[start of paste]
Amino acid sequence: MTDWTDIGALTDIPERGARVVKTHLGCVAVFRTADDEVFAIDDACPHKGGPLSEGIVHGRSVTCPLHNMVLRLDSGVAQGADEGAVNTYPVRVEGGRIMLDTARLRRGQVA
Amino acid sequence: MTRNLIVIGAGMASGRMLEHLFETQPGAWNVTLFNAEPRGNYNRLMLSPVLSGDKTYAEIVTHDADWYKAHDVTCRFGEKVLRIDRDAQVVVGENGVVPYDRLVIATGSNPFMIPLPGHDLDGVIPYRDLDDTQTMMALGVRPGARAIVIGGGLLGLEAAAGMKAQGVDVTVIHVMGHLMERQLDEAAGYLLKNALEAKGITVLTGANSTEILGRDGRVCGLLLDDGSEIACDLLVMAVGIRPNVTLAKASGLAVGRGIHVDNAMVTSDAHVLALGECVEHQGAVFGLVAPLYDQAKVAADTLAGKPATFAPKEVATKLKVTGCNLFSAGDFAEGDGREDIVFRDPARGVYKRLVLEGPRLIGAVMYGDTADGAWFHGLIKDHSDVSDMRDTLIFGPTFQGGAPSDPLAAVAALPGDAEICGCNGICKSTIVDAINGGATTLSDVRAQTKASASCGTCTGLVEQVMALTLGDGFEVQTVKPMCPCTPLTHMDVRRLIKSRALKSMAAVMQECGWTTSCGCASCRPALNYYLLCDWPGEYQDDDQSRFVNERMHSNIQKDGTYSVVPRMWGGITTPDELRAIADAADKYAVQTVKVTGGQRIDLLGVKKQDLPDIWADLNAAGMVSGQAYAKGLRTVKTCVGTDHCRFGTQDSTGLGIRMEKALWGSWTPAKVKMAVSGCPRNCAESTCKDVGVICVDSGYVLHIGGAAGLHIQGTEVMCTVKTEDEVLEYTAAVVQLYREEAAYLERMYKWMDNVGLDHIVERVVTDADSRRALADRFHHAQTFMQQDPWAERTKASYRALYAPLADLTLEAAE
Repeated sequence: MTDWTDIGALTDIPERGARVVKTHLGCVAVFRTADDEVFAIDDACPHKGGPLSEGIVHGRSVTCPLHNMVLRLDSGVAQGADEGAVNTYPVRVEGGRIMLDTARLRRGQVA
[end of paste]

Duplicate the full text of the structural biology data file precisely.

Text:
Amino acid sequence: MTDWTDIGALTDIPERGARVVKTHLGCVAVFRTADDEVFAIDDACPHKGGPLSEGIVHGRSVTCPLHNMVLRLDSGVAQGADEGAVNTYPVRVEGGRIMLDTARLRRGQVA
Amino acid sequence: MTRNLIVIGAGMASGRMLEHLFETQPGAWNVTLFNAEPRGNYNRLMLSPVLSGDKTYAEIVTHDADWYKAHDVTCRFGEKVLRIDRDAQVVVGENGVVPYDRLVIATGSNPFMIPLPGHDLDGVIPYRDLDDTQTMMALGVRPGARAIVIGGGLLGLEAAAGMKAQGVDVTVIHVMGHLMERQLDEAAGYLLKNALEAKGITVLTGANSTEILGRDGRVCGLLLDDGSEIACDLLVMAVGIRPNVTLAKASGLAVGRGIHVDNAMVTSDAHVLALGECVEHQGAVFGLVAPLYDQAKVAADTLAGKPATFAPKEVATKLKVTGCNLFSAGDFAEGDGREDIVFRDPARGVYKRLVLEGPRLIGAVMYGDTADGAWFHGLIKDHSDVSDMRDTLIFGPTFQGGAPSDPLAAVAALPGDAEICGCNGICKSTIVDAINGGATTLSDVRAQTKASASCGTCTGLVEQVMALTLGDGFEVQTVKPMCPCTPLTHMDVRRLIKSRALKSMAAVMQECGWTTSCGCASCRPALNYYLLCDWPGEYQDDDQSRFVNERMHSNIQKDGTYSVVPRMWGGITTPDELRAIADAADKYAVQTVKVTGGQRIDLLGVKKQDLPDIWADLNAAGMVSGQAYAKGLRTVKTCVGTDHCRFGTQDSTGLGIRMEKALWGSWTPAKVKMAVSGCPRNCAESTCKDVGVICVDSGYVLHIGGAAGLHIQGTEVMCTVKTEDEVLEYTAAVVQLYREEAAYLERMYKWMDNVGLDHIVERVVTDADSRRALADRFHHAQTFMQQDPWAERTKASYRALYAPLADLTLEAAE
Repeated sequence: MTDWTDIGALTDIPERGARVVKTHLGCVAVFRTADDEVFAIDDACPHKGGPLSEGIVHGRSVTCPLHNMVLRLDSGVAQGADEGAVNTYPVRVEGGRIMLDTARLRRGQVA